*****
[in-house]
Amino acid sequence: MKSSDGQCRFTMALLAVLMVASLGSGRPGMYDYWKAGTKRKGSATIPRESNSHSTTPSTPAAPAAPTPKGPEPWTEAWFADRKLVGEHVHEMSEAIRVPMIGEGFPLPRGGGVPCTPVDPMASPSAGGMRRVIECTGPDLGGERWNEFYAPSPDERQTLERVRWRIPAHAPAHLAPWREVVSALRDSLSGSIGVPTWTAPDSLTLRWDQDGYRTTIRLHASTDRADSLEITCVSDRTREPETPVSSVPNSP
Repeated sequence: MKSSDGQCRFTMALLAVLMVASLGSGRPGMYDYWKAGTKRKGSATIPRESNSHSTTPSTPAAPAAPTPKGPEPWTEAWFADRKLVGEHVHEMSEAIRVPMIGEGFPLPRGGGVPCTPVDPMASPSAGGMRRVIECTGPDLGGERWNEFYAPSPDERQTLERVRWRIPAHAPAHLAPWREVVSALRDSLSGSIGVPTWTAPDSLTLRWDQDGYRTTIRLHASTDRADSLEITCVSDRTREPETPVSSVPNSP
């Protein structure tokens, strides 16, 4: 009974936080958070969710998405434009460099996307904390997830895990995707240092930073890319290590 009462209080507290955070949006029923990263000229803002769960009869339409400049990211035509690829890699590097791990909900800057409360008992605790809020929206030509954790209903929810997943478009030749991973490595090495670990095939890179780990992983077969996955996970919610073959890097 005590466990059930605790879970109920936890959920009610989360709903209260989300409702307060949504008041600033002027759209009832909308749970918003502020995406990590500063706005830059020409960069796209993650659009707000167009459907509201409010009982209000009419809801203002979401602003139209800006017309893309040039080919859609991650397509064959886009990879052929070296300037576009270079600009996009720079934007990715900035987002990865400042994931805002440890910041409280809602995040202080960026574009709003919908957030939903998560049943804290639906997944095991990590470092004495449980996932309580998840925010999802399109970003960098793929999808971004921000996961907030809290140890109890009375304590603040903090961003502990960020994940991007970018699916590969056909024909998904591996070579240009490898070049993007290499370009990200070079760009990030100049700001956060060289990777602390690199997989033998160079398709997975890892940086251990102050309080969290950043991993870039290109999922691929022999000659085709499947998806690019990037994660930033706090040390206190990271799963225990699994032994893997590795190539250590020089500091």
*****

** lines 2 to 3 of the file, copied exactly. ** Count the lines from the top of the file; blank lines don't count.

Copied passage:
Amino acid sequence: MKSSDGQCRFTMALLAVLMVASLGSGRPGMYDYWKAGTKRKGSATIPRESNSHSTTPSTPAAPAAPTPKGPEPWTEAWFADRKLVGEHVHEMSEAIRVPMIGEGFPLPRGGGVPCTPVDPMASPSAGGMRRVIECTGPDLGGERWNEFYAPSPDERQTLERVRWRIPAHAPAHLAPWREVVSALRDSLSGSIGVPTWTAPDSLTLRWDQDGYRTTIRLHASTDRADSLEITCVSDRTREPETPVSSVPNSP
Repeated sequence: MKSSDGQCRFTMALLAVLMVASLGSGRPGMYDYWKAGTKRKGSATIPRESNSHSTTPSTPAAPAAPTPKGPEPWTEAWFADRKLVGEHVHEMSEAIRVPMIGEGFPLPRGGGVPCTPVDPMASPSAGGMRRVIECTGPDLGGERWNEFYAPSPDERQTLERVRWRIPAHAPAHLAPWREVVSALRDSLSGSIGVPTWTAPDSLTLRWDQDGYRTTIRLHASTDRADSLEITCVSDRTREPETPVSSVPNSP